Today, most scientific journals print an abstract before the main text of each paper. Because the abstract precedes the paper itself, and because the editors and reviewers like a bit of orientation, the abstract is almost always the first part of the manuscript read during the review process. Therefore, it is of fun­damental importance that the abstract be written clearly and simply. If you cannot make a good impression in your abstract, your cause may be lost. Very often, the reviewer may be perilously close to a final judgment of your manu­script after reading the abstract alone. This could be because the reviewer has a short attention span (often the case). However, if by definition the abstract is simply a very short version of the whole paper, it is only logical that the reviewer will often reach a preliminary conclusion, and that conclusion is likely to be the correct one. Usually, a good abstract is followed by a good paper; a poor abstract is a harbinger of woes to come.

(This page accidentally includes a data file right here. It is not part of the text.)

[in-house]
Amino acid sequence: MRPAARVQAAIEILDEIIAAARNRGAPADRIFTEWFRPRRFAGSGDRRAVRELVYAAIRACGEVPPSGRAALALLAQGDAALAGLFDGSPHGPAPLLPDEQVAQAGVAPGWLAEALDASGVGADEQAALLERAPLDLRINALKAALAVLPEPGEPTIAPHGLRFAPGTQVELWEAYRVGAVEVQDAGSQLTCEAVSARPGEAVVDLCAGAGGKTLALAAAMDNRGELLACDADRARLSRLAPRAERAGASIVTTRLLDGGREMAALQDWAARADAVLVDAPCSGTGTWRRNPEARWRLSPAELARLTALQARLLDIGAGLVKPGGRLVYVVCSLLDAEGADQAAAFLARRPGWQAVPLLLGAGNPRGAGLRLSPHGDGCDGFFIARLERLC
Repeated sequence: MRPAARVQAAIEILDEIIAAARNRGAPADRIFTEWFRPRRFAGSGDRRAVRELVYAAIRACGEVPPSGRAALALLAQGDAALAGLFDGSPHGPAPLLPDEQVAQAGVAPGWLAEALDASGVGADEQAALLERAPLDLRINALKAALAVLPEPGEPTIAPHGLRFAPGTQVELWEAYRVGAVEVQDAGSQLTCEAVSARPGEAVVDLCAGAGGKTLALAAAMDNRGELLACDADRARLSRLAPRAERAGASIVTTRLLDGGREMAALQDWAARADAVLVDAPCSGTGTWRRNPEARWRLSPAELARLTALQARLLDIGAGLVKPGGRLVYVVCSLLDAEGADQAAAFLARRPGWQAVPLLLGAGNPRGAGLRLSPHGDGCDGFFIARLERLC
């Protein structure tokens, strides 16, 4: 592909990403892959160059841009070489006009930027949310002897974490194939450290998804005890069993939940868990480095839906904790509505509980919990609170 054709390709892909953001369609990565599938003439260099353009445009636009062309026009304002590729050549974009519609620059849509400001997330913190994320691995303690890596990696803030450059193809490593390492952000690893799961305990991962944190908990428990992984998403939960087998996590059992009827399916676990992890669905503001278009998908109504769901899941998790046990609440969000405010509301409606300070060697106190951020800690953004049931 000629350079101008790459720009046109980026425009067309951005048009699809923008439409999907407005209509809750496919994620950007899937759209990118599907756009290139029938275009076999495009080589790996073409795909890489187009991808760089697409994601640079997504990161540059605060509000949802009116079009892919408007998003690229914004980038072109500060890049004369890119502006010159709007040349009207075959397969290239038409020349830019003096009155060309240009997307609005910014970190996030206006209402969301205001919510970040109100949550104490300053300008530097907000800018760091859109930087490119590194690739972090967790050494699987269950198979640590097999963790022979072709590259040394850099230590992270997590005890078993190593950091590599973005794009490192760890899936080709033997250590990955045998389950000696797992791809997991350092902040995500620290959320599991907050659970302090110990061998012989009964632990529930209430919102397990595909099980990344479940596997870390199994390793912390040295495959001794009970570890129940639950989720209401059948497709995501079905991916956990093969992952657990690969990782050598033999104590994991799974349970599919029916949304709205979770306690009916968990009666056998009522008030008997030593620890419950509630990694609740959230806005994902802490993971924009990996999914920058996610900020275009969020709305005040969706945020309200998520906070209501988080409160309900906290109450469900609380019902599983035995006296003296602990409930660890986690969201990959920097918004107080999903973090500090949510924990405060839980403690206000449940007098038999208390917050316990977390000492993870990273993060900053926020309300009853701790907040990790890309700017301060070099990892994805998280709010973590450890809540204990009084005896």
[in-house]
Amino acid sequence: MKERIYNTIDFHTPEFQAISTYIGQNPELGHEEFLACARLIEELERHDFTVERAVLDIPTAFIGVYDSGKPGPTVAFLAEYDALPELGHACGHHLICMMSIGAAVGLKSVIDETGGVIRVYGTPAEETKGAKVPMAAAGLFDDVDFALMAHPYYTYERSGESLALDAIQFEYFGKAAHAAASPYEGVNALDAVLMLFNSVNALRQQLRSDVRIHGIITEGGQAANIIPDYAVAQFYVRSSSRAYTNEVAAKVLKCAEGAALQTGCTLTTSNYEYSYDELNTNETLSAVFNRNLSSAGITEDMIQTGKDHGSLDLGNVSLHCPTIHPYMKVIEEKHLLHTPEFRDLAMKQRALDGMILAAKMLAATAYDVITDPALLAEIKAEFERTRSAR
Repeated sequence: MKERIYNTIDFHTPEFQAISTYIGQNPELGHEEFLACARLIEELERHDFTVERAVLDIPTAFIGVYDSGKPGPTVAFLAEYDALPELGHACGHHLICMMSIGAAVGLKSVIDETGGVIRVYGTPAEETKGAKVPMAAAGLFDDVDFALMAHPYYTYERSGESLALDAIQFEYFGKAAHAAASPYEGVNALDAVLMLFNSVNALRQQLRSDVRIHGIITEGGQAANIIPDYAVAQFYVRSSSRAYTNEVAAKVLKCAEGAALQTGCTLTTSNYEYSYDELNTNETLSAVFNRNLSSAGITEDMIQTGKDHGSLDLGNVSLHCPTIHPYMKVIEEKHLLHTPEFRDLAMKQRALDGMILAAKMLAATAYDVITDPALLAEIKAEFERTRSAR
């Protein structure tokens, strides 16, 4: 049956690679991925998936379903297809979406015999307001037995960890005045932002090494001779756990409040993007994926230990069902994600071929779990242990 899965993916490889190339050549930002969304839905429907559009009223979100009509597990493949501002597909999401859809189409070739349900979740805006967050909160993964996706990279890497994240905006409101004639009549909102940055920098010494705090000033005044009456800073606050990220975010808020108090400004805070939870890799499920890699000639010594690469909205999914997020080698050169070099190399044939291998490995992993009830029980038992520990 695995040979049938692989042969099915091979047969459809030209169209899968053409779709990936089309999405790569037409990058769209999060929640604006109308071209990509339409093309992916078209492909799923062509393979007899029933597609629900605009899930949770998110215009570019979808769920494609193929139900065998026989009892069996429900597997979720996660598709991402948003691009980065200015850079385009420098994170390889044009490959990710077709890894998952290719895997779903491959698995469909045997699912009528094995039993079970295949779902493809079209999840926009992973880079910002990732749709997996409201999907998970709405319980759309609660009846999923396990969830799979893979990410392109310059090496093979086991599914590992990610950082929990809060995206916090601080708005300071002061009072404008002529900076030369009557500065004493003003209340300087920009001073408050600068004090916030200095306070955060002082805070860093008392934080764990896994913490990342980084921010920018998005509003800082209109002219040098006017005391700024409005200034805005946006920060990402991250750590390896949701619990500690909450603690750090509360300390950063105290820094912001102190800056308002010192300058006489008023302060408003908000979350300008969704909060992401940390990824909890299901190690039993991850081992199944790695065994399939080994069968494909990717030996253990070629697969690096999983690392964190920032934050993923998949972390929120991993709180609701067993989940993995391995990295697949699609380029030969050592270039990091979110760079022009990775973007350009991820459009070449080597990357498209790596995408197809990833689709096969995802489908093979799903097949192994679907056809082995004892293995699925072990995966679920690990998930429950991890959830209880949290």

Because an abstract is required by most journals and because a meeting abstract is a requirement for participation in a great many national and inter­national meetings (participation sometimes being determined on the basis of submitted abstracts), scientists should master the fundamentals of abstract preparation.

When writing the abstract, examine every word carefully. If you can tell your story in 100 words, do not use 200. Economically and scientifically, it doesn’t make sense to waste words. The total communication system can afford only so much verbal abuse. Of more importance to you, the use of clear, significant words will impress the editors and reviewers (not to mention readers), whereas the use of abstruse, verbose constructions might well contribute to a check in the “reject” box on the review form.